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A new film festival that aims to create new opportunities for Indigenous creators will debut this fall during Native American Heritage Month.  

The “First Lens” festival will premiere in Greenville, S.C. in November 2023, according to its organizers. The festival, whose name refers to looking at the world through the perspective of the nation’s first people, also announced that Caitlyn Mims will be the festival’s director of business development.  

The new festival builds on the legacy of late film festival organizer Chief Will Goins, a one-time Tuscarora tribal leader who founded the Native American Indian Film and Video Festival of the Southeast in 1997, according to Bert Hesse, a festival organizer and the founder of Wonderlore Studios, which launched a Native American division last year. 

Hesse said Goins’ sudden passing in 2018 led to the dissolution of the annual festival, leaving a gap in the display of Native American artistry in the region. After speaking with Winthrop University and the University of South Carolina, which had been frequent partners of the film and video festival, Hesse said the idea of a new film festival in honor of Goins came up. 

“Somebody mentioned that it would be great to restart his festival,” Hesse said. “That would probably be the greatest legacy we could give this man.”

Alongside the event, Wonderlore and its festival partners are launching the Will Goins Scholarship Fund. 

“We want to give some artists room to create while not worrying about rent,” Hesse said. “We’re still working out the details, but we definitely want this to be part of the First Lens ongoing festival element. We’re planning to support artists from all mediums — poetry, writing, hard art like pottery and sculptures, film, and paintings.” 

Matchmaking content

The festival serves as a new opportunity for distributors and industry professionals to meet with aspiring Native artists, filmmakers, and musicians amid a surge of interest in Native art and entertainment, Hesse said.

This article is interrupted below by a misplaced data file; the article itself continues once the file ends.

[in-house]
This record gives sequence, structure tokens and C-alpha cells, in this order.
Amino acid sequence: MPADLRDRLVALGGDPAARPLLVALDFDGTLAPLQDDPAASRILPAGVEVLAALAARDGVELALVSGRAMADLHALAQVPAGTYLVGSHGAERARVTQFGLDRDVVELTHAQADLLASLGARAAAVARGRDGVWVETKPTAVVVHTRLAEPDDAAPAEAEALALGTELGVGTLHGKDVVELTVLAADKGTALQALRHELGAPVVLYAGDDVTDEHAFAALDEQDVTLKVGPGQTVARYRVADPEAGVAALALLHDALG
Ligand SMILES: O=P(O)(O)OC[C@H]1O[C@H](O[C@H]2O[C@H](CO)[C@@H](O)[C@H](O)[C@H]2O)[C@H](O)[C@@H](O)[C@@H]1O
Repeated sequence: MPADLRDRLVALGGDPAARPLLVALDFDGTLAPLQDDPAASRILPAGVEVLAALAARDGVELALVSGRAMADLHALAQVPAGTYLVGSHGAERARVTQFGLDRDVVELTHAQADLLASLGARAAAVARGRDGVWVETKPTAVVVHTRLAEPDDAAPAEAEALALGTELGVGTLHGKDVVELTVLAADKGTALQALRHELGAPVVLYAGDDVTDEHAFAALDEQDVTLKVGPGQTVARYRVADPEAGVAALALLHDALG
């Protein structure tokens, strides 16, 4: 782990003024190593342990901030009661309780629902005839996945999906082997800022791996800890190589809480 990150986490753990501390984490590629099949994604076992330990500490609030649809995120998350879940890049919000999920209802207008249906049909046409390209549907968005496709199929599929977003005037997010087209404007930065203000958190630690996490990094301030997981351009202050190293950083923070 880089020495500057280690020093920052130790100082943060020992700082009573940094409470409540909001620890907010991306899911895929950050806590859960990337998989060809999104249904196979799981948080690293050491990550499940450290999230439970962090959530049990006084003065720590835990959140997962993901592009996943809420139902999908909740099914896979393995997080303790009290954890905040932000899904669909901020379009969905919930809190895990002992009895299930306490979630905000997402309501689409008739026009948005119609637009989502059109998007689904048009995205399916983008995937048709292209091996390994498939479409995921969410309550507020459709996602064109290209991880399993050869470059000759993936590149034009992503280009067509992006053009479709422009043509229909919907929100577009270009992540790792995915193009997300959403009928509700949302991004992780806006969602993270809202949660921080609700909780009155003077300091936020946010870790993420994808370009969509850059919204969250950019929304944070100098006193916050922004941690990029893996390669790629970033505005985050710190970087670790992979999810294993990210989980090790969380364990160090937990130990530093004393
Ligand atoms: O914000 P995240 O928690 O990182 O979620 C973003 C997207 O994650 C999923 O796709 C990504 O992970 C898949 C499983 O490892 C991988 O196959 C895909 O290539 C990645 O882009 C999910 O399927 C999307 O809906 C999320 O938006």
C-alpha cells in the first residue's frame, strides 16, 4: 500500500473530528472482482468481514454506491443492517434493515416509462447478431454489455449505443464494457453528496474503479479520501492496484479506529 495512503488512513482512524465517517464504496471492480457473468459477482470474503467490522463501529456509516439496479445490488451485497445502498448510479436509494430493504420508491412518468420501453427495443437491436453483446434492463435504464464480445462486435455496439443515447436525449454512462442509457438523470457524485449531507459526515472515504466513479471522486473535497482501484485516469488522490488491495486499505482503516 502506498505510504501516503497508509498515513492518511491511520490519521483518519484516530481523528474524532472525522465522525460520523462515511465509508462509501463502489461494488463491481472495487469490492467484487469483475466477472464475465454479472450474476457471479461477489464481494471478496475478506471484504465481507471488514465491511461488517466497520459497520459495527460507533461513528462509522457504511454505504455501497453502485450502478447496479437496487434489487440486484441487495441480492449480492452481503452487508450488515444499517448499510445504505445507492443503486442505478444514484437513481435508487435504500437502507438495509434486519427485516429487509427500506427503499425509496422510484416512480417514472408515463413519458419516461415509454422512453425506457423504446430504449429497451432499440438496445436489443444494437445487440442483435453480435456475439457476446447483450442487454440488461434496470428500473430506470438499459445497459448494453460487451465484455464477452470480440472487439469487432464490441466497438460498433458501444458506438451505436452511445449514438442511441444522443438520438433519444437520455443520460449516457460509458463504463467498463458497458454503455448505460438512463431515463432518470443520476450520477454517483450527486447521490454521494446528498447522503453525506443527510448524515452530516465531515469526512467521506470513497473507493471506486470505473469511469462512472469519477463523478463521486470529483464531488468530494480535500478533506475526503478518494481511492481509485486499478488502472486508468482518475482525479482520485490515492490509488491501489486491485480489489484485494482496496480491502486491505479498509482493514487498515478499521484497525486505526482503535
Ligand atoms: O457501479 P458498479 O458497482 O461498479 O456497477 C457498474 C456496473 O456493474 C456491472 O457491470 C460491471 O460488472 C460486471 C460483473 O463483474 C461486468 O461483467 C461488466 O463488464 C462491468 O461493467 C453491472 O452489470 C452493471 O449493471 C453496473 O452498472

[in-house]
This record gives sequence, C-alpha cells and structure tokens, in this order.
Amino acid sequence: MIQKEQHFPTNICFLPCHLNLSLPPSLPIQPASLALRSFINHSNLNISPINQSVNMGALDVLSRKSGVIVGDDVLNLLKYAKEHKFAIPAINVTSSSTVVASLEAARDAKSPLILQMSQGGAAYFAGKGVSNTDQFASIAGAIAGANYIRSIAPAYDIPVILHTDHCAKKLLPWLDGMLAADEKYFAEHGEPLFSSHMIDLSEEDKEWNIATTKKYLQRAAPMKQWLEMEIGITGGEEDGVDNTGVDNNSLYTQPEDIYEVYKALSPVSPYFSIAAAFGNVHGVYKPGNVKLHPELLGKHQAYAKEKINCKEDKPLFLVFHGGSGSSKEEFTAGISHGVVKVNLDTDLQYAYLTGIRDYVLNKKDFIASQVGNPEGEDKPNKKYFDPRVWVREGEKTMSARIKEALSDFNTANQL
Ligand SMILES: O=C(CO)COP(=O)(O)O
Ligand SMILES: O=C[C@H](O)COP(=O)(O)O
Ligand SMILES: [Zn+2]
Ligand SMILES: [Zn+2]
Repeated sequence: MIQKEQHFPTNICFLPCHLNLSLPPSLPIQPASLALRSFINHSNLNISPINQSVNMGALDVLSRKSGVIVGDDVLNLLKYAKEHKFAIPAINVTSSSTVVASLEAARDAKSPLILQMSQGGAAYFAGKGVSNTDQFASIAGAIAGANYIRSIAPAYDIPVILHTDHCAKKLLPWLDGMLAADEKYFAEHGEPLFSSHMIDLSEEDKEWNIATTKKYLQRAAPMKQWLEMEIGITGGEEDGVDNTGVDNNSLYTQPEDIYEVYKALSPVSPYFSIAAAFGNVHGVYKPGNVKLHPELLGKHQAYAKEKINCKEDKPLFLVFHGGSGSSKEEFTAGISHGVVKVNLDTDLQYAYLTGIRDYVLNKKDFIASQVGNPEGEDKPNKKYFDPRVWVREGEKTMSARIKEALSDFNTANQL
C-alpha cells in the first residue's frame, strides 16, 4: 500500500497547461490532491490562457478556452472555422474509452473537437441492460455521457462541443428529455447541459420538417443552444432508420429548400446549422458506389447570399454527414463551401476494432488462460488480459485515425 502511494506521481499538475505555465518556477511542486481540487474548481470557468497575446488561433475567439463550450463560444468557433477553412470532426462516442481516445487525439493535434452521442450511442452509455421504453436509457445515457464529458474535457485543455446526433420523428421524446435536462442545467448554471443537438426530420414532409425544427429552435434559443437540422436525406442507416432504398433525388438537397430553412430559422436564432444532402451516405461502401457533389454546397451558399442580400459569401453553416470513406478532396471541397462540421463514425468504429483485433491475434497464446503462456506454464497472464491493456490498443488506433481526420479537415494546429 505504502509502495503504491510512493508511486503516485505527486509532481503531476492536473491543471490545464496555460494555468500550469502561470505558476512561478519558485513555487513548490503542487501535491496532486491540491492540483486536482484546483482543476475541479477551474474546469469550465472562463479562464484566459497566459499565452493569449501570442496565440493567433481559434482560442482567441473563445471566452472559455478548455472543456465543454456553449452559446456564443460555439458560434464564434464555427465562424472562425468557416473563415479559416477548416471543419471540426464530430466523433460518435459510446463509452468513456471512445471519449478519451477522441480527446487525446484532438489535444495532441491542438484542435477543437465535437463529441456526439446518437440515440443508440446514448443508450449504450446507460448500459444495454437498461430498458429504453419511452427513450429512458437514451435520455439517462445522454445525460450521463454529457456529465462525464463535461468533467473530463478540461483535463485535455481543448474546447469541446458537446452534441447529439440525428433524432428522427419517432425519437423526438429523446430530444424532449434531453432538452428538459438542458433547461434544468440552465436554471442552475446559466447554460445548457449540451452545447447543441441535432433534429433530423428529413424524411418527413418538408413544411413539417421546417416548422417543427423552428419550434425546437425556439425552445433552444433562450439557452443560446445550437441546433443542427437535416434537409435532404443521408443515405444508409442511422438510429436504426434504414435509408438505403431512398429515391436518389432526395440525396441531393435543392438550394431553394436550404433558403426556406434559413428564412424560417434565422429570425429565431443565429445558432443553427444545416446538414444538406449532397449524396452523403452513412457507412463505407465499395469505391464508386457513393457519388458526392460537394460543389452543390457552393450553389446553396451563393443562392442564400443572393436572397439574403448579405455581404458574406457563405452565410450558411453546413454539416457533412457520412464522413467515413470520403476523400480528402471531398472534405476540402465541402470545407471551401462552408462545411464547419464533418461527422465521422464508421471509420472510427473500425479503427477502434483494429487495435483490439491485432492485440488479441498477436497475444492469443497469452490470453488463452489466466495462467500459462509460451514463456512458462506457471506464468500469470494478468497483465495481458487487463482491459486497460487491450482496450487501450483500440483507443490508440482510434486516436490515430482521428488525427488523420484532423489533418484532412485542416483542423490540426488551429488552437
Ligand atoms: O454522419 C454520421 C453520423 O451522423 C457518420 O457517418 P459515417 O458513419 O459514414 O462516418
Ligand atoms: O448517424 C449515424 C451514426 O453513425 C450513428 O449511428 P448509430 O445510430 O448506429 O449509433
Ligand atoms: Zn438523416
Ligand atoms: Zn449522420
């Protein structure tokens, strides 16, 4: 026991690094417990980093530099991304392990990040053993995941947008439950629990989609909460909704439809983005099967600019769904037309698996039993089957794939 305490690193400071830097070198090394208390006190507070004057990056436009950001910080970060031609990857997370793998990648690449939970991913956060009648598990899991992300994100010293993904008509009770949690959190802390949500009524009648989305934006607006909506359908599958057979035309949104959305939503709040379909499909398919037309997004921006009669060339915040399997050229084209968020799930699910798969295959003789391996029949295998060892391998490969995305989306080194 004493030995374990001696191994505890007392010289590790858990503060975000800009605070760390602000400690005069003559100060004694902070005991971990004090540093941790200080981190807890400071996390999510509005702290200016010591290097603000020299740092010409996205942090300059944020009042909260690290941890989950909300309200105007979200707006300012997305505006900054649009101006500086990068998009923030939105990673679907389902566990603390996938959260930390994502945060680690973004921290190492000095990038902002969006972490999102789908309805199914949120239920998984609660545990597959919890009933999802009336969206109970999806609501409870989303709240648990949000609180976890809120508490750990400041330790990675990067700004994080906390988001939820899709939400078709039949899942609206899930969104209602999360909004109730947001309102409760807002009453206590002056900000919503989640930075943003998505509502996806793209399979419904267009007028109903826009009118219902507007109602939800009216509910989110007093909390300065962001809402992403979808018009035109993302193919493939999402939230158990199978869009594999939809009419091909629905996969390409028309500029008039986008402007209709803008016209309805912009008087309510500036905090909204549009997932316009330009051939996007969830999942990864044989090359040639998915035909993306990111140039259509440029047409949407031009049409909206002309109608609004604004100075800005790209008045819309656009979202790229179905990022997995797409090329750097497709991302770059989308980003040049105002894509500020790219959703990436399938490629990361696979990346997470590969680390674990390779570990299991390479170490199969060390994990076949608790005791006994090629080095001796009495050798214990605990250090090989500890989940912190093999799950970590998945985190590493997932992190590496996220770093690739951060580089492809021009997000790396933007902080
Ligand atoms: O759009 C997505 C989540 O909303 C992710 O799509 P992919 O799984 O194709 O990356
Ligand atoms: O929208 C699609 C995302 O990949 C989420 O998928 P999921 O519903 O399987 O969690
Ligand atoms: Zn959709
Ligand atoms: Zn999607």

Television shows such as Hulu’s Reservation Dogs and AMC’s Dark Water, and films like 2022’s Prey, which featured a Comanche protagonist, point to a groundswell of Native artistry in Hollywood. In turn, that has attracted investors and distributors keen to capitalize on renewed attention on the content. 

The attention makes this a good moment for a networking-first festival like First Lens, Hesse said. More than just inviting Native creators to come and watch each other's work, the event also gives them a leg up during an upswing in distributor and financier investment. 

“It’s a shame it’s taken so long, but there (are) several industry leaders who have taken a lot of interest in Native American culture,” Hesse said. “It's nice to watch movies at the film festival, but if you're a creator, you don't want to spend money to go to a festival and watch someone else's work, you want to be able to make contacts regarding your own work. These Native American creatives will have an opportunity to talk with industry leaders.”

In addition to the business end, the festival will focus on the perspectives and creativity of the Indigenous people living in contemporary times. 

That perspective becomes important not only in telling of tragic Native stories on reservations or of missing and murdered Indigenous women, but of victories and successes and the general “human experience,” Hesse said. 

He pointed to Wonderlore’s new Native American division and its publications — primarily graphic novels and children’s books — as examples of telling human stories through that lens. 

“Hollywood’s going to look at it as a new money angle,” Hesse said. “We’re looking at it like, here is a culture that has gone through much tribulation, and expresses that tribulation through artwork, pottery, weaving, painting, film. The human experience has endless stories, and if they’re told through that Native American lens, I think we could get a whole new perspective on it.” 

First Lens will begin building out a social media presence soon, Hesse said. In the meantime, prospective festival attendees are invited to contact Wonderlore or its affiliate company, South Studios, to begin planning for their attendance. 

“We’re really excited to get this started,” Hesse said. “This is an Indigenous look at the world in which we live, and it’s going to be great.”

About The Author
Chez Oxendine
Staff Writer
Chez Oxendine (Lumbee-Cheraw) is a staff writer for Tribal Business News. Based in Oklahoma, he focuses on broadband, Indigenous entrepreneurs, and federal policy. His journalism has been featured in Native News Online, Fort Gibson Times, Muskogee Phoenix, Baconian Magazine, and Oklahoma Magazine, among others.
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